Uncharted area of the brain discovered

November 22, 2011 - 05:36

Researchers have unveiled a previously unknown area of the brain, a discovery which could lead to new kinds of psychiatric drugs.

An example of the 3D receptor model. The orange shape is nicotine, which is attached to the newly discovered binding site. (Graphic: Thomas Balle)

Scientists have discovered new characteristics in a receptor in the brain that controls functions such as our ability to concentrate. The findings could play a crucial role in the development of new psychiatric medicine, and could well extend into other medical areas too.

Receptors can now be controlled

It has long been common knowledge that Alfa4Beta2 had only two binding sites. However, the Danish team's discovery was that the receptor actually has a third binding site. This is an important result as it provides valuable new insight into receptors. But the most fascinating thing about the third binding site is that it enables scientists to regulate the receptor.

“Now we can develop molecules that are a perfect match for this binding site. That way we can control the strength of the impulses fired out by the receptor,” says one of the researchers, senior lecturer and PhD Thomas Balle, of the Department of Medicinal Chemistry at the University of Copenhagen.

The new binding site was located at the interface between two Alfa4 units. (Graphic: Kasper Harpsøe, the Pharmaceutical Faculty, University of Copenhagen)

The new information will enable scientists to manipulate the receptor's signals with previously unseen precision. It will make it possible to design medicine targeted at subgroups of specific receptors, which eventually could result in medicine with fewer side effects.

Thinking outside the box

The third binding site was located using 3D models of the receptor, simulating its interaction with signalling molecules on a computer.

“The breakthrough came when we could establish in the laboratory that by modifying only a few amino acids in the new binding site, we could suddenly control the receptor's response,” says Balle.

The ligand can be either a collection of molecules or ions. (Photo: Aarhus Akademi)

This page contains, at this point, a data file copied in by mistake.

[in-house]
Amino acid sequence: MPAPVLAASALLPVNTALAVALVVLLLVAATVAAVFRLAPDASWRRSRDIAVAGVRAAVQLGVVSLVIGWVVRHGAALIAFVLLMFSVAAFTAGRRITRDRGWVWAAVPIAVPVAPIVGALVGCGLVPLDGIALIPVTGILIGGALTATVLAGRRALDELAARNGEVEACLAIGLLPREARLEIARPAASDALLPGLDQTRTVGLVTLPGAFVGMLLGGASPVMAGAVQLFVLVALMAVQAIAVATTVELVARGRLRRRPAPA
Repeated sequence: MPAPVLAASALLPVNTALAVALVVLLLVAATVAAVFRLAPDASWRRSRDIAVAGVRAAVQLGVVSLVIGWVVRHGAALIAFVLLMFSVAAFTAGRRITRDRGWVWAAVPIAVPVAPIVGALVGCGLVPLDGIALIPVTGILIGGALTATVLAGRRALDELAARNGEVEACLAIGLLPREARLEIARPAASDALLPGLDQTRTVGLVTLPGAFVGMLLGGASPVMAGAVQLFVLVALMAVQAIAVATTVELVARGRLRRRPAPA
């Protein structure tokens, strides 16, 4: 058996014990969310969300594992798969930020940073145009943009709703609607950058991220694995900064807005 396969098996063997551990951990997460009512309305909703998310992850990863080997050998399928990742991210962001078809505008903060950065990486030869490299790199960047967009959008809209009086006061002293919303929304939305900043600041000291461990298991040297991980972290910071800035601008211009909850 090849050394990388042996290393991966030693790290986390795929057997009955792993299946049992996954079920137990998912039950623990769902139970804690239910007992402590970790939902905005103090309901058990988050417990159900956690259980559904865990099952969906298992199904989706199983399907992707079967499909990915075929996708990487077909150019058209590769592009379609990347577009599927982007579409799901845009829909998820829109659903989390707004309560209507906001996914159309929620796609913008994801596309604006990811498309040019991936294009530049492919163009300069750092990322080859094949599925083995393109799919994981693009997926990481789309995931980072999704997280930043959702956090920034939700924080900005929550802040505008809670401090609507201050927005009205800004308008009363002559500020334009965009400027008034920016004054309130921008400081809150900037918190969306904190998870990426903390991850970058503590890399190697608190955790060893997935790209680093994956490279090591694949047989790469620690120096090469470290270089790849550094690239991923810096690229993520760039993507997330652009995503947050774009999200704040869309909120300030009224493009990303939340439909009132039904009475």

“We've known about this receptor for almost a century now, so it's only conventional thinking that's kept us from making this discovery.”

Could have a widespread effect

Few receptors have received as much scientific attention as Alfa4Beta2. In addition to controlling the effects of nicotine, it is also closely linked to Alzheimer's and Parkinson's diseases, as well as being associated with language, memory and learning. The team believes this discovery can have a significant effect on medical research for psychiatric illnesses, but it could prove useful in other areas too.

“There are numerous subgroups of nicotine receptors, and we're convinced that something similar applies to many of the other nicotine receptors. At some point we may also be able to use our findings to help patients with prolonged severe pain, for example diabetics.”

A strong benchmark

Facts

A receptor is a molecule in the cell membrane. When a molecule, a so-called ligand, binds to the receptor, it sends a signal into the cell. This could for instance mean that the cell starts to divide, that certain proteins make more complex connections or that the cell absorbs various substances.

A binding site is the section of a protein that a molecule or an ion binds to (see illustration above).

The researchers are currently picking out new molecules that work selectively on the new binding site. They are hoping to take out a patent on the new molecules, so they can lay a strong foundation for the development of new medicine.

“We're publishing our results now because we hope others will catch on and use our findings to develop new medication for diseases such as Alzheimer's and Parkinson's. By combining good 3D receptor models and a thorough understanding of the receptor's mechanisms, we have set a strong benchmark,” says Thomas Balle.

The project started in early 2010 and was carried out by Balle and his colleague Kasper Harpsøe from the Department of Medicinal Chemistry at the University of Copenhagen, together with four scientists from Danish biopharmaceutical company Neurosearch.

Read the article in Danish at videnskab.dk

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Translated by
Dann Vinther

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